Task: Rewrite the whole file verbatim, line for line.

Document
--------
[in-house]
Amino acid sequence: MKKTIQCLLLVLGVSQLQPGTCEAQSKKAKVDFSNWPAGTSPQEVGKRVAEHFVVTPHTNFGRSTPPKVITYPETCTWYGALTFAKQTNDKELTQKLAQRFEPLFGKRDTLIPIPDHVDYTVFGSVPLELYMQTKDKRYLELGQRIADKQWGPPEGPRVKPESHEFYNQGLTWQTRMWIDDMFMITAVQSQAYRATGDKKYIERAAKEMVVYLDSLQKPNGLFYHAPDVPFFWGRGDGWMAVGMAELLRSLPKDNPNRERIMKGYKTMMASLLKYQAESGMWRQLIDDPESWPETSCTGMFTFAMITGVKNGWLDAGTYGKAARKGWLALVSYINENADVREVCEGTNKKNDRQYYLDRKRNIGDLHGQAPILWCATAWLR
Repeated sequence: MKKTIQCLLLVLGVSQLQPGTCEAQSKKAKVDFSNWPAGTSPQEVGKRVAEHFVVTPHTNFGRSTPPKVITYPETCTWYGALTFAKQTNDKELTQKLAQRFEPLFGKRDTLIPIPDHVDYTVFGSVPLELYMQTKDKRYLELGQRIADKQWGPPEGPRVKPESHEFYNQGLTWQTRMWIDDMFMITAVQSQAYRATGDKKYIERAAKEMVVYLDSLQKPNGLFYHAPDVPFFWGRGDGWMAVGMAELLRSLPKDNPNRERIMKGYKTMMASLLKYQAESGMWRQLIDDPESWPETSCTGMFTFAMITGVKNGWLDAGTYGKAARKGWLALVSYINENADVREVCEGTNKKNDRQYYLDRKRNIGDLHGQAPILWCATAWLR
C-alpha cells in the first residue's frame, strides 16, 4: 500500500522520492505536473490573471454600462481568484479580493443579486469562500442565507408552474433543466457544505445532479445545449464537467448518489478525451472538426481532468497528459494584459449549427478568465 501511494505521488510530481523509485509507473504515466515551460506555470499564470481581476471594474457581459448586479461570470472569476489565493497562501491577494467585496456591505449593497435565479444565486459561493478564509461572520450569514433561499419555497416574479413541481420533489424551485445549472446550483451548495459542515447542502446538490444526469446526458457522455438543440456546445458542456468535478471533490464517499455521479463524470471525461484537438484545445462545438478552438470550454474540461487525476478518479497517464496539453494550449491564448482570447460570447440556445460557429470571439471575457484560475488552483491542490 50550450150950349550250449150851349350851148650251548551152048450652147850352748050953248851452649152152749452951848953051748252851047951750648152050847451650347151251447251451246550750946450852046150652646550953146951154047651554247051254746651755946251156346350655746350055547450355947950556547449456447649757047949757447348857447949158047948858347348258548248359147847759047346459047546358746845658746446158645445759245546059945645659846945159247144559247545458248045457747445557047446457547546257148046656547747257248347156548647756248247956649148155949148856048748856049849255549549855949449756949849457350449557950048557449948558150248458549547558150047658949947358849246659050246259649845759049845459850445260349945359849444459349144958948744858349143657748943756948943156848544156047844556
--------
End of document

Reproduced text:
[in-house]
Amino acid sequence: MKKTIQCLLLVLGVSQLQPGTCEAQSKKAKVDFSNWPAGTSPQEVGKRVAEHFVVTPHTNFGRSTPPKVITYPETCTWYGALTFAKQTNDKELTQKLAQRFEPLFGKRDTLIPIPDHVDYTVFGSVPLELYMQTKDKRYLELGQRIADKQWGPPEGPRVKPESHEFYNQGLTWQTRMWIDDMFMITAVQSQAYRATGDKKYIERAAKEMVVYLDSLQKPNGLFYHAPDVPFFWGRGDGWMAVGMAELLRSLPKDNPNRERIMKGYKTMMASLLKYQAESGMWRQLIDDPESWPETSCTGMFTFAMITGVKNGWLDAGTYGKAARKGWLALVSYINENADVREVCEGTNKKNDRQYYLDRKRNIGDLHGQAPILWCATAWLR
Repeated sequence: MKKTIQCLLLVLGVSQLQPGTCEAQSKKAKVDFSNWPAGTSPQEVGKRVAEHFVVTPHTNFGRSTPPKVITYPETCTWYGALTFAKQTNDKELTQKLAQRFEPLFGKRDTLIPIPDHVDYTVFGSVPLELYMQTKDKRYLELGQRIADKQWGPPEGPRVKPESHEFYNQGLTWQTRMWIDDMFMITAVQSQAYRATGDKKYIERAAKEMVVYLDSLQKPNGLFYHAPDVPFFWGRGDGWMAVGMAELLRSLPKDNPNRERIMKGYKTMMASLLKYQAESGMWRQLIDDPESWPETSCTGMFTFAMITGVKNGWLDAGTYGKAARKGWLALVSYINENADVREVCEGTNKKNDRQYYLDRKRNIGDLHGQAPILWCATAWLR
C-alpha cells in the first residue's frame, strides 16, 4: 500500500522520492505536473490573471454600462481568484479580493443579486469562500442565507408552474433543466457544505445532479445545449464537467448518489478525451472538426481532468497528459494584459449549427478568465 501511494505521488510530481523509485509507473504515466515551460506555470499564470481581476471594474457581459448586479461570470472569476489565493497562501491577494467585496456591505449593497435565479444565486459561493478564509461572520450569514433561499419555497416574479413541481420533489424551485445549472446550483451548495459542515447542502446538490444526469446526458457522455438543440456546445458542456468535478471533490464517499455521479463524470471525461484537438484545445462545438478552438470550454474540461487525476478518479497517464496539453494550449491564448482570447460570447440556445460557429470571439471575457484560475488552483491542490 50550450150950349550250449150851349350851148650251548551152048450652147850352748050953248851452649152152749452951848953051748252851047951750648152050847451650347151251447251451246550750946450852046150652646550953146951154047651554247051254746651755946251156346350655746350055547450355947950556547449456447649757047949757447348857447949158047948858347348258548248359147847759047346459047546358746845658746446158645445759245546059945645659846945159247144559247545458248045457747445557047446457547546257148046656547747257248347156548647756248247956649148155949148856048748856049849255549549855949449756949849457350449557950048557449948558150248458549547558150047658949947358849246659050246259649845759049845459850445260349945359849444459349144958948744858349143657748943756948943156848544156047844556